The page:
She brewed a poison deadly to all living things when the moon was dark and spoke powerful incantations as she worked. Lina had taught her that healing potions should be brewed when the moon was bright, so that the Goddess would smile on her endeavours, but poison could only be brewed when her silver face was turned away.
The next morning, she poured her mixture into a small bottle and made her way to the Court of the Fountain where the god dwelled. She knew it was guarded, but she could bide her time. Something would surely distract the guards for the brief instant she needed to pour out the poison upon the tree. It mattered not to her that she would most likely be caught and put to torment. Her kin would be avenged.
She passed the guards at the gates easily enough as they gave only a cursory glance as the many folk who came to venerate the tree god. She found a bench near the tree and sat down, waiting to seize the right moment. She was surprised how small and slender it looked, a lovely thing, she had to admit, covered in fragrant white blossoms.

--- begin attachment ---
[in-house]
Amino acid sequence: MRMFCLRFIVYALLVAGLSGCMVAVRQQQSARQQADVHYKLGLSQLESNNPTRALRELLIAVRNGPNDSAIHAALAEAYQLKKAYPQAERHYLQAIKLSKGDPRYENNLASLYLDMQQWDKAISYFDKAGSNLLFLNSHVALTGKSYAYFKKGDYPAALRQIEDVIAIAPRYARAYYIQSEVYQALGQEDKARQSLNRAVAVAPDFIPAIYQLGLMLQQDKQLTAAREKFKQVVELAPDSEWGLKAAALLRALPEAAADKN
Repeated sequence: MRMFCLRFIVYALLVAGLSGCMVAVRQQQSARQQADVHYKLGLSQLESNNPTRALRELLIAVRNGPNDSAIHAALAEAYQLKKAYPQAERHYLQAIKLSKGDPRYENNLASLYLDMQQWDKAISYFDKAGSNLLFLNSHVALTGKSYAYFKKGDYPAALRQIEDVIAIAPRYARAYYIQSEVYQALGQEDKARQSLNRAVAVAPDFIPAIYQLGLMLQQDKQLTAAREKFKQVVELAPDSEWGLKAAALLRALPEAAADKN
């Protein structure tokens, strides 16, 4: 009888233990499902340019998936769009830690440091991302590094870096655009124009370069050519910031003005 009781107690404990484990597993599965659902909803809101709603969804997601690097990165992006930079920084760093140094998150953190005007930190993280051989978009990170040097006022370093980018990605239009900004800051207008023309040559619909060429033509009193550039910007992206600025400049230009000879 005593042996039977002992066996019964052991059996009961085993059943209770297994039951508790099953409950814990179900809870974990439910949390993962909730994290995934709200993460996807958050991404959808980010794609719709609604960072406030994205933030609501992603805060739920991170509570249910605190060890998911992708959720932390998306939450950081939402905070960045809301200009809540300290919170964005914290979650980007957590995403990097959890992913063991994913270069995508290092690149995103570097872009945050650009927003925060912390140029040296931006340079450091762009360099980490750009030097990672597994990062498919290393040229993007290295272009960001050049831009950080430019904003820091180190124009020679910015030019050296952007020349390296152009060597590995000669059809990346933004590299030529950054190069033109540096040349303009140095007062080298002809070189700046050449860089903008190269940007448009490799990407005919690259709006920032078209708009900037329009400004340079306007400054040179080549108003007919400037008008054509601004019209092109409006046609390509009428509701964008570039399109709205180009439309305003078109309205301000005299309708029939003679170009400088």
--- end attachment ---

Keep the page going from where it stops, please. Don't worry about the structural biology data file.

"What fools these pale faced folk are, to worship a puny tree!" she said aloud in her own tongue, secure that none would understand.
"We revere the White Tree, but do not worship it!" said a deep male voice in the tongue of Harad.
Startled, Uzza looked up and beheld a tall man with shaggy dark hair flecked with grey. He bore the emblem of the tree embroidered upon his tunic. He seated himself at the far side of the bench. The guards turned their gaze towards him. Maybe they thought he threatened the god as he spoke in a tongue strange to them?
"I thought it was your god?"
He laughed. "Some Men might pray to the Valar in a time of need. For my part, I would call upon Lady Elbereth, or even the One."